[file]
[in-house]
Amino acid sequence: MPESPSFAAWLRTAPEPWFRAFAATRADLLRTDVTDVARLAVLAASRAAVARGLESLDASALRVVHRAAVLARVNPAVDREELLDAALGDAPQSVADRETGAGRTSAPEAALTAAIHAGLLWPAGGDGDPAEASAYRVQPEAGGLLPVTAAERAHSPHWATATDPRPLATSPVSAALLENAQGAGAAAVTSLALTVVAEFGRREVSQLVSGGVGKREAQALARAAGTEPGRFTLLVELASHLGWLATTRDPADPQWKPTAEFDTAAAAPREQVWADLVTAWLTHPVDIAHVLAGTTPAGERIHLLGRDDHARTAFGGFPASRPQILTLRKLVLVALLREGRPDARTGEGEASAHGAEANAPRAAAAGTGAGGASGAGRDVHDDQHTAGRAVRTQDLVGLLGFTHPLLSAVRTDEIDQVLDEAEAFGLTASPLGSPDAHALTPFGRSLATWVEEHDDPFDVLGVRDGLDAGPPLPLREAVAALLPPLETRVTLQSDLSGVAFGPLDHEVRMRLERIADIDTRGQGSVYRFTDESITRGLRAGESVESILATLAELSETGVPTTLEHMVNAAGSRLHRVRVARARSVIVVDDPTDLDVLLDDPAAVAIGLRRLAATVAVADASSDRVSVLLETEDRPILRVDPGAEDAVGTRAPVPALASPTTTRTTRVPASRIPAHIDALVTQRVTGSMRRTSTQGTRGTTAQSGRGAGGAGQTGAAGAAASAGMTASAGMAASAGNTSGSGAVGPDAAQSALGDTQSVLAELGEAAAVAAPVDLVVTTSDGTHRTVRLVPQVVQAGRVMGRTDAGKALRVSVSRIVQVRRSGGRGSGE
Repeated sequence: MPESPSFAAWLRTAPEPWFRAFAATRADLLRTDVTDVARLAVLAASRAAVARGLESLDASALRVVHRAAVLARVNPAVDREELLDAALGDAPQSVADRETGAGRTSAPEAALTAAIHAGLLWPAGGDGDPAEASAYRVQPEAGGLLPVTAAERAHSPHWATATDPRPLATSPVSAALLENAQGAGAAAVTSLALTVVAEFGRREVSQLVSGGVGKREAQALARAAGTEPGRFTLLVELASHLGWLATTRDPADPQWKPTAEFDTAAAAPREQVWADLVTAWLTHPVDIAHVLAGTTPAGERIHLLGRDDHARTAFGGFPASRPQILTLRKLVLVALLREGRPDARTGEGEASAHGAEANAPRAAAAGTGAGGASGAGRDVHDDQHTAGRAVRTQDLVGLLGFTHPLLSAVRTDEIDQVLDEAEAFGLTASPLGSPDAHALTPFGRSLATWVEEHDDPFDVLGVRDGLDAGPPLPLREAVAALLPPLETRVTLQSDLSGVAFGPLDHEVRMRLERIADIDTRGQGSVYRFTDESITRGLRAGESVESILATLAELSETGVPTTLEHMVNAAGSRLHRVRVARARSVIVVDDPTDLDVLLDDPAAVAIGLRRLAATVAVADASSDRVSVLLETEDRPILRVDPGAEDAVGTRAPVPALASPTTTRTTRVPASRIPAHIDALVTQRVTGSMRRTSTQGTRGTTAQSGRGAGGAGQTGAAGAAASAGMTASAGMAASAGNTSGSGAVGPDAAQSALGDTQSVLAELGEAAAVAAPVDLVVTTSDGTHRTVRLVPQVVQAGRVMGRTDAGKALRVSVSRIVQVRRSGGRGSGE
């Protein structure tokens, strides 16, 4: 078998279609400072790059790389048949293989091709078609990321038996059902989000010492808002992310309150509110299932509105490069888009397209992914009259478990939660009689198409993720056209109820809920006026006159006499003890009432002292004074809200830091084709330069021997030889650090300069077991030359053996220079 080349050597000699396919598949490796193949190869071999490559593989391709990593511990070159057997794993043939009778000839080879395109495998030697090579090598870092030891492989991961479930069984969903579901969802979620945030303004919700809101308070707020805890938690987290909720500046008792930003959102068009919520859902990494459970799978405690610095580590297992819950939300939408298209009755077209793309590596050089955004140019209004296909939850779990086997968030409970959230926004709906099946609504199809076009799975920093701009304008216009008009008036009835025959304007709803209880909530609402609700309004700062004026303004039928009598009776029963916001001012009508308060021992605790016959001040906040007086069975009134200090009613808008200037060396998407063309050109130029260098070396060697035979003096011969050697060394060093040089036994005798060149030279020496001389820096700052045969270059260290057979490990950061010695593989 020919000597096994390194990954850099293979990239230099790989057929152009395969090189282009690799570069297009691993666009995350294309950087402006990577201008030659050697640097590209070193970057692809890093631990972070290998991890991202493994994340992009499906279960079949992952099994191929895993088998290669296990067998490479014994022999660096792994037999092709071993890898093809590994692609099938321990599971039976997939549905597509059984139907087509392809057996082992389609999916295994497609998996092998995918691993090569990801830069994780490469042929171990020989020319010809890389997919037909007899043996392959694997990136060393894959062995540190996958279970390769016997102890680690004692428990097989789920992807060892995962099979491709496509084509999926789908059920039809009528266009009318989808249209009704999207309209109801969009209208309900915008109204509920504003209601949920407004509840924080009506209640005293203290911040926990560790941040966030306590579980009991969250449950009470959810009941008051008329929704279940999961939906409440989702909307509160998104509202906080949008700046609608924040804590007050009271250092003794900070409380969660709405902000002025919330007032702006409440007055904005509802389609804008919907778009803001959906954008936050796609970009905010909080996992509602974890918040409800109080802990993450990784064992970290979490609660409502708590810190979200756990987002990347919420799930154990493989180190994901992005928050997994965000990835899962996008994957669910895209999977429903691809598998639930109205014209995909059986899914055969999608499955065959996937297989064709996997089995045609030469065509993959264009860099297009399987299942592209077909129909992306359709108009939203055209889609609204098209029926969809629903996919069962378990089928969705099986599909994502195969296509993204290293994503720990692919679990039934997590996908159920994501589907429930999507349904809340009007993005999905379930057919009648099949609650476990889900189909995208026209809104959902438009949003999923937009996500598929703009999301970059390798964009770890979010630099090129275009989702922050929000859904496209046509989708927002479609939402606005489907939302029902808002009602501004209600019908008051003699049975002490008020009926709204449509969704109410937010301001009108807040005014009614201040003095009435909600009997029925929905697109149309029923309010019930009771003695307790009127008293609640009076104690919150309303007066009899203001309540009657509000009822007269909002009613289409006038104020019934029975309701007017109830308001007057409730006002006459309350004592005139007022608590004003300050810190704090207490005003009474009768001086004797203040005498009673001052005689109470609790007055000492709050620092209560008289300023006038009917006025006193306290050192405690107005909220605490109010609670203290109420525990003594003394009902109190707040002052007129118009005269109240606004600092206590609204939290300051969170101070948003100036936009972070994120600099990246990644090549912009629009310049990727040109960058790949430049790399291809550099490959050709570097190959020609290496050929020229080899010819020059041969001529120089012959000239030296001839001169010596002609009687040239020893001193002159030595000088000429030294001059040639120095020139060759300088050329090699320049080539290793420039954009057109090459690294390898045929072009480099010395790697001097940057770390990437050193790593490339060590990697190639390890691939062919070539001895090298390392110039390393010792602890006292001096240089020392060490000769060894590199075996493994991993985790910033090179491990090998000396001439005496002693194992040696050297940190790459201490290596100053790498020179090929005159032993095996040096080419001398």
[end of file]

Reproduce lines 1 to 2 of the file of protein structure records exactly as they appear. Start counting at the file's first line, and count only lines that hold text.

[in-house]
Amino acid sequence: MPESPSFAAWLRTAPEPWFRAFAATRADLLRTDVTDVARLAVLAASRAAVARGLESLDASALRVVHRAAVLARVNPAVDREELLDAALGDAPQSVADRETGAGRTSAPEAALTAAIHAGLLWPAGGDGDPAEASAYRVQPEAGGLLPVTAAERAHSPHWATATDPRPLATSPVSAALLENAQGAGAAAVTSLALTVVAEFGRREVSQLVSGGVGKREAQALARAAGTEPGRFTLLVELASHLGWLATTRDPADPQWKPTAEFDTAAAAPREQVWADLVTAWLTHPVDIAHVLAGTTPAGERIHLLGRDDHARTAFGGFPASRPQILTLRKLVLVALLREGRPDARTGEGEASAHGAEANAPRAAAAGTGAGGASGAGRDVHDDQHTAGRAVRTQDLVGLLGFTHPLLSAVRTDEIDQVLDEAEAFGLTASPLGSPDAHALTPFGRSLATWVEEHDDPFDVLGVRDGLDAGPPLPLREAVAALLPPLETRVTLQSDLSGVAFGPLDHEVRMRLERIADIDTRGQGSVYRFTDESITRGLRAGESVESILATLAELSETGVPTTLEHMVNAAGSRLHRVRVARARSVIVVDDPTDLDVLLDDPAAVAIGLRRLAATVAVADASSDRVSVLLETEDRPILRVDPGAEDAVGTRAPVPALASPTTTRTTRVPASRIPAHIDALVTQRVTGSMRRTSTQGTRGTTAQSGRGAGGAGQTGAAGAAASAGMTASAGMAASAGNTSGSGAVGPDAAQSALGDTQSVLAELGEAAAVAAPVDLVVTTSDGTHRTVRLVPQVVQAGRVMGRTDAGKALRVSVSRIVQVRRSGGRGSGE